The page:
Aim for 30 minutes of physical activity 5 days per week. Choose activities that you will enjoy such as a brisk walk, biking, swimming, or running.

Include a vegetarian style meal once per week. Eating plant proteins from beans, peas, lentils, soy, and nuts may help lower your LDL cholesterol. Including soy protein (25 grams) from soybeans, edamame, soy nuts, tofu, tempeh, soy milk, soy yogurt, or textured soy protein may help lower your LDL cholesterol.

See how much soy protein you get from some soy-based foods below:

  • ½ cup cooked soybeans = 14 g

  • ½ cup edamame = 11 g

  • ¼ cup soy nuts = 15 g

  • ½ cup tofu = 10 g

  • ½ cup tempeh = 15 g

  • ¼ cup textured soy protein, dry = 11 g

  • 1 cup soy milk = 7 g

  • 1 cup soy yogurt = 5 g

Sample Meal Ideas to Lower LDL Cholesterol


  • Oatmeal, 100% rolled oats or steel-cut, 1 cup cooked with 1% milk (4 oz.) with 2 Tbsp. walnuts, 1 tsp brown sugar and 1 medium banana

  • 1 hard-boiled egg, 1 slice whole wheat toast with 1 tsp jam and 1 orange

  • 1 cup whole grain cereal with 4 oz. 1% milk and ½ cup fresh or frozen berries

  • 1 slice of whole wheat toast with 1 Tbsp. natural peanut butter and ½ cup sliced strawberries

  • 2 egg whites scrambled with 1 cup fresh spinach, seasoned with black pepper or salt-free seasoning, and a medium apple

Lunch and Dinner

  • 3 oz. chicken salad made with low-fat greek yogurt, lettuce and ½ of 100% whole wheat pita pocket, ½ cup fruit salad and 1% milk

  • 1 whole grain tortilla roll-up with 3 oz. low sodium turkey, 1 oz. swiss cheese, and 1 Tbsp. mustard, 1 cup raw snow peas and 1 cup frozen or fresh grapes

  • 3 oz. tuna salad in a 100% whole wheat pita pocket with 3-4 slices bell peppers and 2 tomato slices, and a medium apple

  • 3 oz. roasted turkey with ½ cup sautéed carrots and onions, 1 cup lettuce salad with 1 Tbsp. olive oil and balsamic vinegar dressing

  • ¾ cup marinara sauce with ground turkey or lean ground beef over 1 cup spaghetti squash, 1 cup romaine salad with 1 Tbsp. olive oil and balsamic vinegar dressing, and 1 cup fresh fruit salad

  • 4 oz baked cod, ½ cup brown rice with scallions, and 1 cup roasted beets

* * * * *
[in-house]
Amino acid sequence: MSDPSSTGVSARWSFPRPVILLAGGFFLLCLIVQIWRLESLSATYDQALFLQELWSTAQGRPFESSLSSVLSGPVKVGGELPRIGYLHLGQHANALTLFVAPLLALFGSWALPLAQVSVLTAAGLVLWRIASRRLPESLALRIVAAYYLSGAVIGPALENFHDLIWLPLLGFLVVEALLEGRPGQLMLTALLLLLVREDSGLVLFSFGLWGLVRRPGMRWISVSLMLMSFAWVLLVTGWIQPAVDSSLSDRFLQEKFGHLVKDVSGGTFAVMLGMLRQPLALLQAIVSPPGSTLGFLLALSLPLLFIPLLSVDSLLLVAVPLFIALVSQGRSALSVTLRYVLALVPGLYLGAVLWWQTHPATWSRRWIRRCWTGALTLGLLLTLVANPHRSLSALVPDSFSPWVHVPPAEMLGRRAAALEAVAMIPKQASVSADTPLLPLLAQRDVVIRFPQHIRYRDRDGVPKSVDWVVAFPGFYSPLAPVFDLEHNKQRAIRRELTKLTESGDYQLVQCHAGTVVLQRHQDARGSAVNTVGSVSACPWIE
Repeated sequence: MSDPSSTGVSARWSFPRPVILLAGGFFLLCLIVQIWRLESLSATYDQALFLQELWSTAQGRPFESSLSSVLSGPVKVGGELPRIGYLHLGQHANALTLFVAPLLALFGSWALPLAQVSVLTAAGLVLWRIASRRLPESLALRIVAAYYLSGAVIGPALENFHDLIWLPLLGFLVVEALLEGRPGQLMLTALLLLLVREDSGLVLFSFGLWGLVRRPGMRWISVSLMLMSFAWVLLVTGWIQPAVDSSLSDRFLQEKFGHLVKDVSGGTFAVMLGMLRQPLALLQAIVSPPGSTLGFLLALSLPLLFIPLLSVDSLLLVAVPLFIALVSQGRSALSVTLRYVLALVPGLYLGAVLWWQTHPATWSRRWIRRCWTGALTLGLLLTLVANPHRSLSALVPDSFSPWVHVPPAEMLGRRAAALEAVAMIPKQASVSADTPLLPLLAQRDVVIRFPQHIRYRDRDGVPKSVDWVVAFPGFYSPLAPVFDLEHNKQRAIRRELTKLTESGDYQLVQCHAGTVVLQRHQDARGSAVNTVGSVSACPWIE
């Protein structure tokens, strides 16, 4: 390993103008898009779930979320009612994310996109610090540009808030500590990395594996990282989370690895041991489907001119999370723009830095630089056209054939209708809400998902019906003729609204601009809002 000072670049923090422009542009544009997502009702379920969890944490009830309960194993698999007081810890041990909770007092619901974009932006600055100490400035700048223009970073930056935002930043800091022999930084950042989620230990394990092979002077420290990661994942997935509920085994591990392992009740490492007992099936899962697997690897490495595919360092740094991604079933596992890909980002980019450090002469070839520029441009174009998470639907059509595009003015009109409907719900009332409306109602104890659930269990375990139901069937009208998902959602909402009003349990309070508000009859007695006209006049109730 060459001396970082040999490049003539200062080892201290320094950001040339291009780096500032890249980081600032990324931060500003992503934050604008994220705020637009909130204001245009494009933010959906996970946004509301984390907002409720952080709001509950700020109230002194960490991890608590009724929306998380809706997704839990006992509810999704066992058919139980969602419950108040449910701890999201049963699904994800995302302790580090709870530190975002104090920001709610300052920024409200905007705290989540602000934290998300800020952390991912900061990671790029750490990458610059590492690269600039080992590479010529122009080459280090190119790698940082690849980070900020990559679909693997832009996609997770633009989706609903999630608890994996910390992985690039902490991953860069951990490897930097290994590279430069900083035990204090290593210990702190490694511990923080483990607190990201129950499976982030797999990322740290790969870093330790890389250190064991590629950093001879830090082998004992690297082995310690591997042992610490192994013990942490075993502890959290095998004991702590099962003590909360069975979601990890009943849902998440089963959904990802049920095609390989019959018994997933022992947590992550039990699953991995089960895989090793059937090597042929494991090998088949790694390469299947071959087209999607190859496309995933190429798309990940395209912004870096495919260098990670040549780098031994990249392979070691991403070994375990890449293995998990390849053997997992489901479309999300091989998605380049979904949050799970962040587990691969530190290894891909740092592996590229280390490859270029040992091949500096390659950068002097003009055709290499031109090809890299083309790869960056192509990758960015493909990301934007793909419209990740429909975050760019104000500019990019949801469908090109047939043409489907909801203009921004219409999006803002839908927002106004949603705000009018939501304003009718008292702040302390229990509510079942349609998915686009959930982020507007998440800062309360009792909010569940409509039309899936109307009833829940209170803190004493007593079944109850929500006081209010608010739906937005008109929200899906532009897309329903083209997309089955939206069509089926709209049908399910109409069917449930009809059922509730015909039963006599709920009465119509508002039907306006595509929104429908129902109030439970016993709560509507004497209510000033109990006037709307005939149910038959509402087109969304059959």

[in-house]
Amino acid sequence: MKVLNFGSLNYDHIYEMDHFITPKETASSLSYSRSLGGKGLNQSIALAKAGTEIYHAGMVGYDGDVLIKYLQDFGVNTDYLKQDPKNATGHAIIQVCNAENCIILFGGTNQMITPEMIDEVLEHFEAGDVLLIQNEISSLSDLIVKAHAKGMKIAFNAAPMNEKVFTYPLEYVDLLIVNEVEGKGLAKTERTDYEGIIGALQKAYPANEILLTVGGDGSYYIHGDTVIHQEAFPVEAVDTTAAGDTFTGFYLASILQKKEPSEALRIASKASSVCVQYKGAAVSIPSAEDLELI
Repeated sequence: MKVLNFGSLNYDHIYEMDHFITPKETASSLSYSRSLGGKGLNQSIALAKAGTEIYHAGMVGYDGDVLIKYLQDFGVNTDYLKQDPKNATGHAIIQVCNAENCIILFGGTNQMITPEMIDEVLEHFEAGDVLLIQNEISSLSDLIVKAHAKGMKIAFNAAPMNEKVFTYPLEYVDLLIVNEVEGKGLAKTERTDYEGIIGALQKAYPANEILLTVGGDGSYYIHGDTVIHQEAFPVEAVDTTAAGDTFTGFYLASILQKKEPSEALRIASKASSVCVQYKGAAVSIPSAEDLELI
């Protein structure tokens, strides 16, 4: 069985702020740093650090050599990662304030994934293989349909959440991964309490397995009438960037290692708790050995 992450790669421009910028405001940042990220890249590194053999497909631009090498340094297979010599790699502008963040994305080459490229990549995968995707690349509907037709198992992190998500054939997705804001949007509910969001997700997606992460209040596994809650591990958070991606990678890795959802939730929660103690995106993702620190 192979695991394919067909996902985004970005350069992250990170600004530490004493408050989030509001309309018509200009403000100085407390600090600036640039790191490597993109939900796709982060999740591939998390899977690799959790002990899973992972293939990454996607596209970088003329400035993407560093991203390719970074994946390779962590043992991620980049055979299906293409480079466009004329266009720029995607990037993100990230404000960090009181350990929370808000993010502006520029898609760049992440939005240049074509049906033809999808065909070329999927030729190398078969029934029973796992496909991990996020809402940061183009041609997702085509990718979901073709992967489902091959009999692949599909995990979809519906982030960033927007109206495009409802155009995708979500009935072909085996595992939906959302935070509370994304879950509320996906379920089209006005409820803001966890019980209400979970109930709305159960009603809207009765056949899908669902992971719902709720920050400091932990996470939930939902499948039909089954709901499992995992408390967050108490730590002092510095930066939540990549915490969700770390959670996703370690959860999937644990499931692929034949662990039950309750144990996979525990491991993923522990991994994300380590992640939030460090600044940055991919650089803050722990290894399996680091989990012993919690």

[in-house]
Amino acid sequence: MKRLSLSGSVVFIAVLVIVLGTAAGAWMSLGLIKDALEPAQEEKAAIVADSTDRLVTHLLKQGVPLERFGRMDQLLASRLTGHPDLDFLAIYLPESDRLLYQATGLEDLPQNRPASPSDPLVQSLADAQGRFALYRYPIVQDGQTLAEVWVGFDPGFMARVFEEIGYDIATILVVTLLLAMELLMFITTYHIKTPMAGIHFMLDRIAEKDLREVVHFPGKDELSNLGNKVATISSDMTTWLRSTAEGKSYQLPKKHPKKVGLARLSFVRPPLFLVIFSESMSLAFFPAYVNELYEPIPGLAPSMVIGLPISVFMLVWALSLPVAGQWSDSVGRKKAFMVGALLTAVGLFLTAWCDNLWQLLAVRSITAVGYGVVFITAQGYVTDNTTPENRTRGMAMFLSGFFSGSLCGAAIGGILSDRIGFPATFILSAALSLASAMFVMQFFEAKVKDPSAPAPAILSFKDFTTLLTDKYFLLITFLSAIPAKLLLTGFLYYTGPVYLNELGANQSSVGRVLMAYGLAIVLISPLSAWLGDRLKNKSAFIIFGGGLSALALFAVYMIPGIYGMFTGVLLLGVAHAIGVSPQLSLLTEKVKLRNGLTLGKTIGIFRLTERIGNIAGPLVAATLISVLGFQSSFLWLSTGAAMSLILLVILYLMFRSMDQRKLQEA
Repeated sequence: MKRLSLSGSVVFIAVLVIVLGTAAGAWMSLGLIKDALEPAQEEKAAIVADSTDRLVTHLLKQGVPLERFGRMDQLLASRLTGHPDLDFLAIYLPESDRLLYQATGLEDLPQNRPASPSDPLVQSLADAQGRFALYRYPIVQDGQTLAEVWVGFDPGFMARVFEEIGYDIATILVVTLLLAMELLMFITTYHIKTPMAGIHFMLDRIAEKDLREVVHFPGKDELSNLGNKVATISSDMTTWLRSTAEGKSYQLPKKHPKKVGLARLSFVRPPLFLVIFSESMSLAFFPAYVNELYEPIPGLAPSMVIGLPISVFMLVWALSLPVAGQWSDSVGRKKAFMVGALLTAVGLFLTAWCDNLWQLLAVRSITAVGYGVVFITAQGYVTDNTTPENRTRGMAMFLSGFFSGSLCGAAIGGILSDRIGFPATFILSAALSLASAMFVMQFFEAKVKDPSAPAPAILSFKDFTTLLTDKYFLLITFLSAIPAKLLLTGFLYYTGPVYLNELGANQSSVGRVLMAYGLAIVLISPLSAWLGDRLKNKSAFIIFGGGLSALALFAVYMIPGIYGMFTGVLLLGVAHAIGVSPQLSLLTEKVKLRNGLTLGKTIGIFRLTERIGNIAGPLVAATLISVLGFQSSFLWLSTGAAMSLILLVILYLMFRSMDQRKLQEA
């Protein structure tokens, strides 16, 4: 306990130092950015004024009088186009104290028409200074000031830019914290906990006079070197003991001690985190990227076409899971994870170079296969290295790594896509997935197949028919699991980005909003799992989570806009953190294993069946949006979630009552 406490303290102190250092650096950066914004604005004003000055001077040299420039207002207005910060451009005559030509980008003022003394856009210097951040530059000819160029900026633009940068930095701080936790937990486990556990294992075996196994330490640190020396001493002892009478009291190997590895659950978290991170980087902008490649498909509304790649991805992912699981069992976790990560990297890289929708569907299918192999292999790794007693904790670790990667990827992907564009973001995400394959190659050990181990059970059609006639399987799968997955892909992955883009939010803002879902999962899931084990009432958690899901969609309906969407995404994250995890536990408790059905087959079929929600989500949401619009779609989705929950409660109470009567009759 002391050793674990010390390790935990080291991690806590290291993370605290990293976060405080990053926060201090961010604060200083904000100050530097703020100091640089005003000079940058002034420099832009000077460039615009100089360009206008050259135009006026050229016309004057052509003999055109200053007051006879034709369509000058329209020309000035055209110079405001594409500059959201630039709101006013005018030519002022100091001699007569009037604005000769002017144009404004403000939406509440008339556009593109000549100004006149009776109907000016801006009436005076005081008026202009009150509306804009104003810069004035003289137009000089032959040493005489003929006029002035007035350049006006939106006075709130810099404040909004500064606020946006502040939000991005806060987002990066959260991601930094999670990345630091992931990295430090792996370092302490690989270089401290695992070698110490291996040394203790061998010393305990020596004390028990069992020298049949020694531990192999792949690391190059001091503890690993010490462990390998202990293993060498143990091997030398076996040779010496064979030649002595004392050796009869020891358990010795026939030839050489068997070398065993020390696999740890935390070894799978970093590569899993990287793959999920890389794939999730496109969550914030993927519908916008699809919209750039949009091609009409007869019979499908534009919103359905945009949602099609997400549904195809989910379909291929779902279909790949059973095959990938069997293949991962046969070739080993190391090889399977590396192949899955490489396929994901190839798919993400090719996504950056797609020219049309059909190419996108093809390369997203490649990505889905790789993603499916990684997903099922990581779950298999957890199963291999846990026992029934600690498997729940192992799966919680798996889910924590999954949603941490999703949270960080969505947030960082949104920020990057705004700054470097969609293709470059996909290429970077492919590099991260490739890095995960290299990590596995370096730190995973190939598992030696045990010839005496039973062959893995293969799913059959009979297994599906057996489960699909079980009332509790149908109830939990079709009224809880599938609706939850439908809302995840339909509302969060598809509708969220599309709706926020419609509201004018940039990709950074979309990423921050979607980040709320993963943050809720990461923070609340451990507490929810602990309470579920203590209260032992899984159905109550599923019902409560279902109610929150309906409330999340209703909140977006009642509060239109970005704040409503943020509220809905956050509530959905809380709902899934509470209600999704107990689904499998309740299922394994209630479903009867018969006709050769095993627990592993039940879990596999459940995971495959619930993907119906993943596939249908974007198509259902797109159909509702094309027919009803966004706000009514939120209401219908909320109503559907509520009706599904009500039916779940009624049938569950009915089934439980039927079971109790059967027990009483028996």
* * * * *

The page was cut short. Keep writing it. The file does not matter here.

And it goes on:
• 4 oz baked salmon, ½ cup wild rice, and 1 cup roasted brussels sprouts with balsamic vinegar and 1 oz pine nuts

  • 3 oz tuna salad sandwich on 2 slices whole grain bread, 1 cup raw carrots, and 1 cup fresh fruit

  • 2 cups spring mix or spinach with cherry tomatoes, sliced carrots, sliced radishes, cucumber slices, 1 oz almonds, 3 oz grilled chicken, and 2 Tbsp oil/vinegar salad dressing with 1 cup fresh fruit

  • 1 cup garbanzo bean and potato curry, 1 cup side salad with 1 Tbsp oil/vinegar dressing


  • 1 medium apple + 1 string cheese

  • 2 Tbsp nuts + 2 Tbsp dried fruit

  • 1 cup pea pods + ½ cup low-fat Greek yogurt

  • 1 oz. peanuts in a shell + 1 medium orange

  • 1 cup bell pepper strips +1/3 cup guacamole

  • 1 oz. low-fat cheese + 1 cup baby carrots

  • 1 medium nectarine +1 oz. almonds

  • 4 oz light yogurt + 1 oz. walnuts

  • 1 Light Laughing Cow® cheese + 1 cup grape tomatoes

  • 4 oz Greek yogurt +1 oz. almonds

  • 1 small plum + low-fat cheese

  • 1 medium apple, sliced +1 Tbsp natural peanut butter

Teach Back

  • What is the most important thing you learned from this handout?

  • What changes will you make in your diet/lifestyle, based on what you learned today?

If you are a UW Health patient and have more questions, please call UW Health at one of the phone numbers below. You can also visit our website at www.uwhealth.org/nutrition.

Nutrition clinics for UW Hospital and Clinics (UWHC) and American Family Children’s Hospital (AFCH) can be reached at (608) 890-5500.

Nutrition clinics for UW Medical Foundation (UWMF) can be reached at (608) 287-2770.